More work means more competition

by Wing Kei

Timmy Sin, general manager, engineering and development department, Techtronic Appliances (Hong Kong) Ltd

For mechanical engineers in Hong Kong, China's booming economy is something of a mixed blessing. It has brought any number of interesting new opportunities for those in the industry, but also led to much more intense competition from counterparts on the mainland whose professional expertise has been developing by leaps and bounds in recent years.

Even so, engineers in Hong Kong should have no immediate concerns about the chance to use their talents on mainland projects. The market is still potentially huge and the right skills and experience will continue to be much in demand.

Timmy Sin, general manager of the engineering and development department of Techtronic Appliances (Hong Kong) Ltd, confirms this view and says that, since cross-border links are already the basis for close cooperation, there is no need for either side to regard the other as a threat.

The company is a manufacturer and retailer of power tools, outdoor equipment and floor care appliances such as vacuum cleaners. Mr Sin, who is an 11-year veteran with the business, says that mechanical engineers in the manufacturing sector must be ready for change and to face the competitive challenges that lie ahead.

"The duties of an engineer with a manufacturing company involve industrial design and developing concepts which lead to new products," he explains. Such a person basically starts a project from an initial concept and sees it through to the successful launch of the final product. It requires an analytical mind, dedication to the task and a fair measure of creativity. These qualities must be combined with technical expertise in the details of mechanics and production cycles, and experience in testing, project follow-ups, and research and development.

Positive spin

Competition with the mainland exists to the extent that engineers there are already equipped with all the basic skills, but are now catching up with many of the refinements. Most manufacturers look on this as an advantage, with a larger pool of well-qualified professionals to draw on, giving the opportunity to create new synergies.

"Hong Kong-based mechanical engineers may have a broader international perspective," says Mr Sin. "This helps them in communicating with and understanding the requirements of overseas contacts. They also tend to be more inventive and resourceful, and these characteristics will help them make the most of any openings that come up in China or elsewhere."

He points out that for any mechanical engineer it is important to keep learning and to make sure their professional knowledge of the industry is updated. Similarly, it is vital to add new accomplishments whenever possible and to recognise that both soft skills, like presenting and communicating well, and hard skills are equally important these days. Any engineer is assumed to have the ability to solve practical problems long before their training is complete. After gaining sufficient experience, junior engineers steadily assume greater responsibilities and, in time, will take on more project management duties.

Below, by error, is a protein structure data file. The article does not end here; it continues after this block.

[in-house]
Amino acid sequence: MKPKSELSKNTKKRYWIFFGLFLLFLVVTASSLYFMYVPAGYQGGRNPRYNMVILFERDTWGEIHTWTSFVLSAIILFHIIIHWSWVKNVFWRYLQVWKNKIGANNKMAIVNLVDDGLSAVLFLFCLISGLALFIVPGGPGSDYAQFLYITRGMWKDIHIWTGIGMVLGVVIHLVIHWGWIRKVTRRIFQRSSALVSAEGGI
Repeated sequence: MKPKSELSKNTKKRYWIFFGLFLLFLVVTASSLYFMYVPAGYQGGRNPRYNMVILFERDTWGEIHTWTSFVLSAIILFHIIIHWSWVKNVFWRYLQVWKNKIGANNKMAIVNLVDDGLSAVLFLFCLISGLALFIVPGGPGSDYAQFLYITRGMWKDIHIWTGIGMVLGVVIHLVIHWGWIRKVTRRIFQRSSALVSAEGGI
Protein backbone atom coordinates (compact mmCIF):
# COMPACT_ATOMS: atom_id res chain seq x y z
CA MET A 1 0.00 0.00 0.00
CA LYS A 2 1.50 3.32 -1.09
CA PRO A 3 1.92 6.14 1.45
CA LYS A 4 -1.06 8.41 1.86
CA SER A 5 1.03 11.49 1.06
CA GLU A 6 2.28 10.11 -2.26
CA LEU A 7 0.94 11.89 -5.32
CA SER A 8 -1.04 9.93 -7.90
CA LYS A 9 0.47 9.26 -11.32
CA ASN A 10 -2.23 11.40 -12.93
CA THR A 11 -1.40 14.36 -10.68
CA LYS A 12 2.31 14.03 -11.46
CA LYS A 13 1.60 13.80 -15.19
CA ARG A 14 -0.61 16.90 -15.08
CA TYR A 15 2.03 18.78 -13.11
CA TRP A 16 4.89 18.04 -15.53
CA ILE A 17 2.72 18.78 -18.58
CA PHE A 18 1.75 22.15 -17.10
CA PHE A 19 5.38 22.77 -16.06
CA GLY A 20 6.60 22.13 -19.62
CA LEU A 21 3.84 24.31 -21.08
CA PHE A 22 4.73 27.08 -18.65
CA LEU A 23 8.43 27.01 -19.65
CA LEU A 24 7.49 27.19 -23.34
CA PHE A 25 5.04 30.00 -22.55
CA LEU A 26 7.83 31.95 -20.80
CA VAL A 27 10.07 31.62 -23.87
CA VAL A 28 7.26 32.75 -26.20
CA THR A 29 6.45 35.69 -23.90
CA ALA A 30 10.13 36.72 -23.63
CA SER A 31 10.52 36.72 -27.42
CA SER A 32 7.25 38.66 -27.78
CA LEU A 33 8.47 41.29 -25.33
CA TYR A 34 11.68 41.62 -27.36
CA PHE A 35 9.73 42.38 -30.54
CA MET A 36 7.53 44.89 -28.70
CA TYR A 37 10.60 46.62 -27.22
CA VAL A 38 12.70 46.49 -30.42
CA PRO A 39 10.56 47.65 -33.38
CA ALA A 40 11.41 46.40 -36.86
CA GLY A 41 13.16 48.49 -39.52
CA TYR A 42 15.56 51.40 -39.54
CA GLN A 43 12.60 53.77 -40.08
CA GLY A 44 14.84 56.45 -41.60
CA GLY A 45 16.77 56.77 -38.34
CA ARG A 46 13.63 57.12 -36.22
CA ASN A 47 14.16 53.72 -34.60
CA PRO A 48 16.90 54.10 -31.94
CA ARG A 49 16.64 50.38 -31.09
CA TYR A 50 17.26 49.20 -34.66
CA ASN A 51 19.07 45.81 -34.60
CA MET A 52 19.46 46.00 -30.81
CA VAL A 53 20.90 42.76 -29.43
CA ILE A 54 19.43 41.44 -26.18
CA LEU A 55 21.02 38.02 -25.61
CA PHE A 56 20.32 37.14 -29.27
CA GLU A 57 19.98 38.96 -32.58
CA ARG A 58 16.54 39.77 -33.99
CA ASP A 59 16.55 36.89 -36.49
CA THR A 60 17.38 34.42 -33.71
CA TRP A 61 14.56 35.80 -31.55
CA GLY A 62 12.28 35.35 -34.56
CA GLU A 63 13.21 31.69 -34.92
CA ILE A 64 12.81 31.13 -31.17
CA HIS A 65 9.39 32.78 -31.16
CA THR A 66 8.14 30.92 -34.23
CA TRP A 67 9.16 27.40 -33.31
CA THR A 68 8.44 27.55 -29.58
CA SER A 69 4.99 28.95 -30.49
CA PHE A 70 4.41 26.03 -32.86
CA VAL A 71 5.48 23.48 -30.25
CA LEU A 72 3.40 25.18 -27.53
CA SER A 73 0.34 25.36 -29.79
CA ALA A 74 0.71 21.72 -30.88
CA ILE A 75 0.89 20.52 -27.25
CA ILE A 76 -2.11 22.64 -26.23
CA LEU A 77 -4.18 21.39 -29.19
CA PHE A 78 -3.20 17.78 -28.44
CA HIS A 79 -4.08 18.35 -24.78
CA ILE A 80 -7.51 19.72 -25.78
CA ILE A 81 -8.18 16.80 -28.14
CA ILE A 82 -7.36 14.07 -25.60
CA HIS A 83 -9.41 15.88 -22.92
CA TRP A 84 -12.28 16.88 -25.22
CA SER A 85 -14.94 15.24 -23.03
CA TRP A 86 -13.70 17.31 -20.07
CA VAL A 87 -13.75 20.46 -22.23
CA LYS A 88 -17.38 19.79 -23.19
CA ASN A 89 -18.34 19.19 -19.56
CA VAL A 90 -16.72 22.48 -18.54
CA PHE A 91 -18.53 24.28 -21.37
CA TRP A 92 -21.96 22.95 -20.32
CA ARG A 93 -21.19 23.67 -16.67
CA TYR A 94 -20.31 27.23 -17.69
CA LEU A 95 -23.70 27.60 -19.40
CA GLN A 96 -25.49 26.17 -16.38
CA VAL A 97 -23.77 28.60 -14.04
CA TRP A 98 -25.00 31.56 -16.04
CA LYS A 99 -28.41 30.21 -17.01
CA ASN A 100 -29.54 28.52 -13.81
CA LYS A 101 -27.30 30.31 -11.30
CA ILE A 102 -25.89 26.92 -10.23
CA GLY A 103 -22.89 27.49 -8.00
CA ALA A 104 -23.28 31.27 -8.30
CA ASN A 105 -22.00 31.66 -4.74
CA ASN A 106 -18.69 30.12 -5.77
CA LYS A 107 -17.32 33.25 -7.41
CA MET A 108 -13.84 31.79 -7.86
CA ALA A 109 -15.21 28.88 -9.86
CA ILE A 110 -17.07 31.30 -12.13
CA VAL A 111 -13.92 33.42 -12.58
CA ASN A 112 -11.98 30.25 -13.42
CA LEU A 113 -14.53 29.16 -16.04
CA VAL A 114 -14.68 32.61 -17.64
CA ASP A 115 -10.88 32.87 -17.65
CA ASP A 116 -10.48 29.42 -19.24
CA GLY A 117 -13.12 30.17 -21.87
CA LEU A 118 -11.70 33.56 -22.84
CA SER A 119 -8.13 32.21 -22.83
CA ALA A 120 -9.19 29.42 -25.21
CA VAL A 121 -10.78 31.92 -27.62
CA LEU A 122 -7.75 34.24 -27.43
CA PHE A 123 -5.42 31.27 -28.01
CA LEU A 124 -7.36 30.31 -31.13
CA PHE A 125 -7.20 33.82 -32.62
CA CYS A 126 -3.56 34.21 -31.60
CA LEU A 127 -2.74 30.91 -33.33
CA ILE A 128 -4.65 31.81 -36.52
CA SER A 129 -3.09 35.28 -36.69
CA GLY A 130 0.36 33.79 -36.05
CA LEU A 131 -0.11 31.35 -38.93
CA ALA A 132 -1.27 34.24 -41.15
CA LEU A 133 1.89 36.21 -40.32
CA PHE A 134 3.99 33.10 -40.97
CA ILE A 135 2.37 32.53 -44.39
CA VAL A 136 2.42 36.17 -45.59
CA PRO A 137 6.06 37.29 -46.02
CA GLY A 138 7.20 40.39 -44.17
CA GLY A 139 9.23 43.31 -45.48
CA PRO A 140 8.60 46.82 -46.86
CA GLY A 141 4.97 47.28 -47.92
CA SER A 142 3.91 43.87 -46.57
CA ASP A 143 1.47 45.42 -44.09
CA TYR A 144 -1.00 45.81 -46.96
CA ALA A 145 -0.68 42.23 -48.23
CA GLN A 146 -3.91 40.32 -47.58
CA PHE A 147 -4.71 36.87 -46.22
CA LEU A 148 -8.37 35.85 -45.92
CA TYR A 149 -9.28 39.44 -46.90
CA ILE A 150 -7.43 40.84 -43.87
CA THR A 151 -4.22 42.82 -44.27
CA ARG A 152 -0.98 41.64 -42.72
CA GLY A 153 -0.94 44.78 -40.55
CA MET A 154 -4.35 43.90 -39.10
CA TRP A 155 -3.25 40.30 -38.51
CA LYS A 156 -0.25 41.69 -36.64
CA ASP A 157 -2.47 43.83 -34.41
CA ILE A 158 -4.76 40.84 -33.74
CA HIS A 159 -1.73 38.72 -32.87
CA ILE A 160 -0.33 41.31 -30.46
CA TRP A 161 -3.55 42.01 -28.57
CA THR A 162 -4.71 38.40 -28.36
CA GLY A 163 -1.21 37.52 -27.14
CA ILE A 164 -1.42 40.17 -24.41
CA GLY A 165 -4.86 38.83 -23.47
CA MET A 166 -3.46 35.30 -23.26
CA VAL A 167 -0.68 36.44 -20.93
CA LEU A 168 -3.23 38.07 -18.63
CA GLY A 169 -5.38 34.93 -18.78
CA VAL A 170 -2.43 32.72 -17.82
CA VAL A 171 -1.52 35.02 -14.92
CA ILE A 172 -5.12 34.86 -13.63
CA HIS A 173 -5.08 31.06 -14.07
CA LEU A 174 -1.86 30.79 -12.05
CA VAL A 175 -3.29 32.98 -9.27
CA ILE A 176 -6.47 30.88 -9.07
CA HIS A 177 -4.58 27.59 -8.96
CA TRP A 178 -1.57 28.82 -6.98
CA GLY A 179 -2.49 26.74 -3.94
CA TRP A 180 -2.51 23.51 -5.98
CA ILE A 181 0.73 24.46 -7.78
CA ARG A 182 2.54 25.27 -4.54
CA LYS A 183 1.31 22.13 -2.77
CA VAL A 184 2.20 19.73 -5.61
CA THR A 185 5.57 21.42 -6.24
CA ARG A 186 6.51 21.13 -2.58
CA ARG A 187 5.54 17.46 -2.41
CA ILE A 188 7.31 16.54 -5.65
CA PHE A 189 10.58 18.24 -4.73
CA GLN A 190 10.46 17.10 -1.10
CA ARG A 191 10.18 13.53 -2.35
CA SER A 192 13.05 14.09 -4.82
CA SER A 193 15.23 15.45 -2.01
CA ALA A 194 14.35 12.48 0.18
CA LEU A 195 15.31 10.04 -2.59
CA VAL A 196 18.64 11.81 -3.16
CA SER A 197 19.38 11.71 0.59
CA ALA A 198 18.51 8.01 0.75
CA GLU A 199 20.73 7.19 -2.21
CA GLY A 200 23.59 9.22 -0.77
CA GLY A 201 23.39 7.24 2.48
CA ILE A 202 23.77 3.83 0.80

Nowadays, job descriptions for local mechanical engineers usually specify the need for frequent travel or to be stationed at manufacturing facilities in the mainland. This can be for as many as three or four days a week. Mr Sin visits the Techtronic plant in Dongguan about twice a week and emphasises that he sees this as a standard part of the job. He also mentions that any mechanical engineer possessing broad professional knowledge increases their competitive edge and has an additional advantage in career terms. "For example, not many people know how to design a power tool or what is required from the motor used in vacuum cleaner," he says. "Therefore, I give extra credit to anyone who can demonstrate specialist knowledge in a technical area."

Right attitude

When considering what gives the greatest job satisfaction, Mr Sin notes that it is always a very subjective decision, often depending on how much people are prepared to put into their jobs. "It usually relates to the attitude of the person rather than anything else," he says.

With a total of more than 20 years' experience as an engineer, Mr Sin has run departments, managed large-scale projects, implemented new systems and been involved in research and development. "I am now also overseeing a feasibility study team which is looking into possible new product concepts for future projects," he says.

Unlike other branches of the profession which may go through difficult spells when fewer jobs are available, mechanical engineers in Hong Kong have been able to see a generally steady demand for their skills. However, a trend they need to be aware of is employers hiring more mainland Chinese professionals who are seen as equally competent. "In our own case, we have only one Hong Kong engineer out of a group of about five or six and the rest are mainland recruits," says Mr Sin. "With most manufacturing industries now located in China, Hong Kong-based engineers need to keep their skills sharp to avoid losing out. They are part of a globally significant business and should be flexible enough to use the platform for growth it gives them."

Full production process

  • There are still many opportunities for Hong Kong mechanical engineers in the mainland
  • They must be ready for change and aware of increasing competition from mainland-trained counterparts
  • In the manufacturing sector, their work will cover everything from concept through to final product
  • Both hard and soft skills are an important part of the job
  • A willingness to travel is essential since time must be spent at mainland plants

Taken from Career Times 18 March 2005
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